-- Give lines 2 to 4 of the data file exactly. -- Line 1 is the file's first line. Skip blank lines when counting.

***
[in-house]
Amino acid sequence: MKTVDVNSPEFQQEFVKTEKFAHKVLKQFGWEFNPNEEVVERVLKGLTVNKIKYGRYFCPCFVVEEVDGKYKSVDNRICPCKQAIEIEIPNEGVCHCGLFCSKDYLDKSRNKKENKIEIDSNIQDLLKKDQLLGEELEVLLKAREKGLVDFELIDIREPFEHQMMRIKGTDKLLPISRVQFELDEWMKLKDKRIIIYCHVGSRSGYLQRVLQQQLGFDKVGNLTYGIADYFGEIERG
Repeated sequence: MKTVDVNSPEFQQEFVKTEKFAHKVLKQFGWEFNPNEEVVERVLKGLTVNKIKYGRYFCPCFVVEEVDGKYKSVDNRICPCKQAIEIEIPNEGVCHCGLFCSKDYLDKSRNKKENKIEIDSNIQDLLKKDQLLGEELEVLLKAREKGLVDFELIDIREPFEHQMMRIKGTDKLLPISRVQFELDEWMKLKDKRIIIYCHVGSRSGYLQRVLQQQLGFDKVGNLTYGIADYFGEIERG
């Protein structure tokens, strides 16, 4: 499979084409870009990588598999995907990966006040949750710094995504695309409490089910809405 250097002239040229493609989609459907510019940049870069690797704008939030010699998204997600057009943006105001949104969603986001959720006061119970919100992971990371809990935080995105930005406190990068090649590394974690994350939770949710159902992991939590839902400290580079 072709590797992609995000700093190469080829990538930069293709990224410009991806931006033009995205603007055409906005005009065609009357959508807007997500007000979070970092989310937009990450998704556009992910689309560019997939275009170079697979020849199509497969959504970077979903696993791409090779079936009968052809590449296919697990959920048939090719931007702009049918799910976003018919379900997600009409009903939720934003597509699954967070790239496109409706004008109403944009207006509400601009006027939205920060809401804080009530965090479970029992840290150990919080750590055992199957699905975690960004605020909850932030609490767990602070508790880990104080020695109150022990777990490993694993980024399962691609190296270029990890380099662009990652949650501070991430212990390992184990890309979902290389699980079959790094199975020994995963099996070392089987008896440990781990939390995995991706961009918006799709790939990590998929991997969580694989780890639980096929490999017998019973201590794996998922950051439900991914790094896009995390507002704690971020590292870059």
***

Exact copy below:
Amino acid sequence: MKTVDVNSPEFQQEFVKTEKFAHKVLKQFGWEFNPNEEVVERVLKGLTVNKIKYGRYFCPCFVVEEVDGKYKSVDNRICPCKQAIEIEIPNEGVCHCGLFCSKDYLDKSRNKKENKIEIDSNIQDLLKKDQLLGEELEVLLKAREKGLVDFELIDIREPFEHQMMRIKGTDKLLPISRVQFELDEWMKLKDKRIIIYCHVGSRSGYLQRVLQQQLGFDKVGNLTYGIADYFGEIERG
Repeated sequence: MKTVDVNSPEFQQEFVKTEKFAHKVLKQFGWEFNPNEEVVERVLKGLTVNKIKYGRYFCPCFVVEEVDGKYKSVDNRICPCKQAIEIEIPNEGVCHCGLFCSKDYLDKSRNKKENKIEIDSNIQDLLKKDQLLGEELEVLLKAREKGLVDFELIDIREPFEHQMMRIKGTDKLLPISRVQFELDEWMKLKDKRIIIYCHVGSRSGYLQRVLQQQLGFDKVGNLTYGIADYFGEIERG
């Protein structure tokens, strides 16, 4: 499979084409870009990588598999995907990966006040949750710094995504695309409490089910809405 250097002239040229493609989609459907510019940049870069690797704008939030010699998204997600057009943006105001949104969603986001959720006061119970919100992971990371809990935080995105930005406190990068090649590394974690994350939770949710159902992991939590839902400290580079 072709590797992609995000700093190469080829990538930069293709990224410009991806931006033009995205603007055409906005005009065609009357959508807007997500007000979070970092989310937009990450998704556009992910689309560019997939275009170079697979020849199509497969959504970077979903696993791409090779079936009968052809590449296919697990959920048939090719931007702009049918799910976003018919379900997600009409009903939720934003597509699954967070790239496109409706004008109403944009207006509400601009006027939205920060809401804080009530965090479970029992840290150990919080750590055992199957699905975690960004605020909850932030609490767990602070508790880990104080020695109150022990777990490993694993980024399962691609190296270029990890380099662009990652949650501070991430212990390992184990890309979902290389699980079959790094199975020994995963099996070392089987008896440990781990939390995995991706961009918006799709790939990590998929991997969580694989780890639980096929490999017998019973201590794996998922950051439900991914790094896009995390507002704690971020590292870059």